And while climate experts celebrated the win, they also noted the uncertainty ahead.
“This loss and damage fund will be a lifeline for poor families whose homes have been destroyed, farmers whose fields have been destroyed, and islanders forced from their ancestral homes,” said Annie Dasgupta, CEO of the World Resources Institute. “At the same time, developing countries are leaving Egypt without clear assurances about how the Loss and Damage Fund will be supervised.”
Climate experts said the outcome on one of the funds this year came in large part because the bloc of the Group of 77 developing nations remained unified, putting more pressure on losses and damages than in years past.
“They needed to be together to force the conversation we’re having right now,” Nisha Krishnan, director of resilience at the World Resources Institute Africa, told reporters. “The coalition has endured because of this conviction that we need to stick together to make this happen — and advance the conversation.”
For many, the Fund represents a years-long victory, propelled over the finish line by the global attention given to climate disasters such as the devastating floods in Pakistan this summer.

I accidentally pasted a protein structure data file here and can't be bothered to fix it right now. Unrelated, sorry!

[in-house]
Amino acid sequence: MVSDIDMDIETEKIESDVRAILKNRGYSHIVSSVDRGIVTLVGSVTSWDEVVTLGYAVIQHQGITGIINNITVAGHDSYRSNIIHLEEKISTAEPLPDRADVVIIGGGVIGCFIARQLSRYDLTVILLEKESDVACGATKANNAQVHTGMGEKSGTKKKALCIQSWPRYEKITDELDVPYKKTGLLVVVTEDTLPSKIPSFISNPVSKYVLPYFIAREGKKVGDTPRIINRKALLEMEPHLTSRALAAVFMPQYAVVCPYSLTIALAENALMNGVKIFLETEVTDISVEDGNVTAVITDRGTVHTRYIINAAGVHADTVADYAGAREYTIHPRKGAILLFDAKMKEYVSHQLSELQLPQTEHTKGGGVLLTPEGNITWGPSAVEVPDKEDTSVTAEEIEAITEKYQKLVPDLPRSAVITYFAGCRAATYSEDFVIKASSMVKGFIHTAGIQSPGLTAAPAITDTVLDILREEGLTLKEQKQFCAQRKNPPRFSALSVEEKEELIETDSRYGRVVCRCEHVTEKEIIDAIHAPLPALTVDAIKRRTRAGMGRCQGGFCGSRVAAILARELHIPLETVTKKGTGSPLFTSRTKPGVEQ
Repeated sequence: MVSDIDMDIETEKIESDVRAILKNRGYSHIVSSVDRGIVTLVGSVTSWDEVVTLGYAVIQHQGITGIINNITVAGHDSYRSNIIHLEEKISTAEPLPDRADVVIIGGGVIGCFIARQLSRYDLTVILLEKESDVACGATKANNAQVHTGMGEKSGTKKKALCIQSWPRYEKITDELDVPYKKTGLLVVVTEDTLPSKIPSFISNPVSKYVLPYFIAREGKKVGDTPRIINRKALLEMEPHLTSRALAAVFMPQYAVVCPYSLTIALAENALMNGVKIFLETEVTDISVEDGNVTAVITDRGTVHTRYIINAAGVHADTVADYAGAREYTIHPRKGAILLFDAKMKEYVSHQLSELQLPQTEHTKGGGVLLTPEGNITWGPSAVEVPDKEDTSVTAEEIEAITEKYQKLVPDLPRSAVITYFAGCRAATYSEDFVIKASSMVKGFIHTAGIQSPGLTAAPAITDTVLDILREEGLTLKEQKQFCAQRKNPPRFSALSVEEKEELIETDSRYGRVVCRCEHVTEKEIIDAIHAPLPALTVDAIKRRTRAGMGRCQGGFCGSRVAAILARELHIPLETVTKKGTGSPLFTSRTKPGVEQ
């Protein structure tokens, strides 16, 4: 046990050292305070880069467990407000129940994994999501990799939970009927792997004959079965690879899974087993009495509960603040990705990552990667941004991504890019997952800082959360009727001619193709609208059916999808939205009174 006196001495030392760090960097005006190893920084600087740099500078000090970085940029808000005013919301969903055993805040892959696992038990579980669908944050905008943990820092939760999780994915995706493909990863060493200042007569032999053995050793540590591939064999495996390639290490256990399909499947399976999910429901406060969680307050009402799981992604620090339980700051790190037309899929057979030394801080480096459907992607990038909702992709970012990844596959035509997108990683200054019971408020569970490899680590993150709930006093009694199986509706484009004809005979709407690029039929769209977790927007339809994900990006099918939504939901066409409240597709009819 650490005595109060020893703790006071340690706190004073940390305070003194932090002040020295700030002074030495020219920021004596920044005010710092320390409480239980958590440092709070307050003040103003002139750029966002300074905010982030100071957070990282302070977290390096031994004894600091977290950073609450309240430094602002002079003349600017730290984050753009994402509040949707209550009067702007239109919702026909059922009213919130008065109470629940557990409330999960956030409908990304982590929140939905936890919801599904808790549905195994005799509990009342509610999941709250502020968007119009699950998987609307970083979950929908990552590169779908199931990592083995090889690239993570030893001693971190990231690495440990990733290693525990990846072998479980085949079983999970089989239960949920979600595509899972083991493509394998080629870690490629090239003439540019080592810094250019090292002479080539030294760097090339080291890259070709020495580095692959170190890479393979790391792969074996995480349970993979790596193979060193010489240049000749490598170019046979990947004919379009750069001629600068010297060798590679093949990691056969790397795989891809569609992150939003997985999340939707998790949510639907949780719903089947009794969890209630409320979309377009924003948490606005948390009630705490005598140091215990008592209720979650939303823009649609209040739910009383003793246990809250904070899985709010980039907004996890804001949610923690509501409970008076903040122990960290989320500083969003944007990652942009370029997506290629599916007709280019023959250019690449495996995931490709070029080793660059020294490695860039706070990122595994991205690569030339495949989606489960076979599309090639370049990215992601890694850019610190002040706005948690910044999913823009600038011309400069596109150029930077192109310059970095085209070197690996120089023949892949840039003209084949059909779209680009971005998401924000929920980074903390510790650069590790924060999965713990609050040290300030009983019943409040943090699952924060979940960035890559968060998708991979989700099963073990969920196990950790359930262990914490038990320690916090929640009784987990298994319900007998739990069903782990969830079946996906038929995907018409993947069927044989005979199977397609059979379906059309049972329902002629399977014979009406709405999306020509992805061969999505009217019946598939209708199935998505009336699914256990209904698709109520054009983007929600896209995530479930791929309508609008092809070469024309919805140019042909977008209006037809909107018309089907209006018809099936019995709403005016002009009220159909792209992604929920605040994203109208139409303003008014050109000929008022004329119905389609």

“It’s been a huge buildup,” former US climate envoy Todd Stern told CNN. “This has been around for a long time and it gets worse in vulnerable countries because there is still not a lot of money being invested in it. We can also see the actual disaster impacts of climate change getting more and more severe.”
World scientists have warned for decades that warming should be limited to 1.5 degrees above pre-industrial levels — a threshold that is fast approaching as the planet’s average temperature has already risen to about 1.1 degrees.
Along with 1.5 degrees, the risks of severe droughts, wildfires, floods and food shortages will increase dramatically, scientists said in the latest report of the United Nations Intergovernmental Panel on Climate Change (IPCC).
But while delegates at the summit emphasized the goal of keeping global warming at 1.5°C, climate experts bristled at the lack of mention of fossil fuels, or the need to gradually cut them to prevent global temperatures from rising. As it did last year at the Glasgow summit, the text calls for a relentless phase-out of coal power, and the “phasing out of inefficient fossil fuel subsidies”, but goes no further than to call for the phase-out of all fossil fuels, including That’s oil and gas.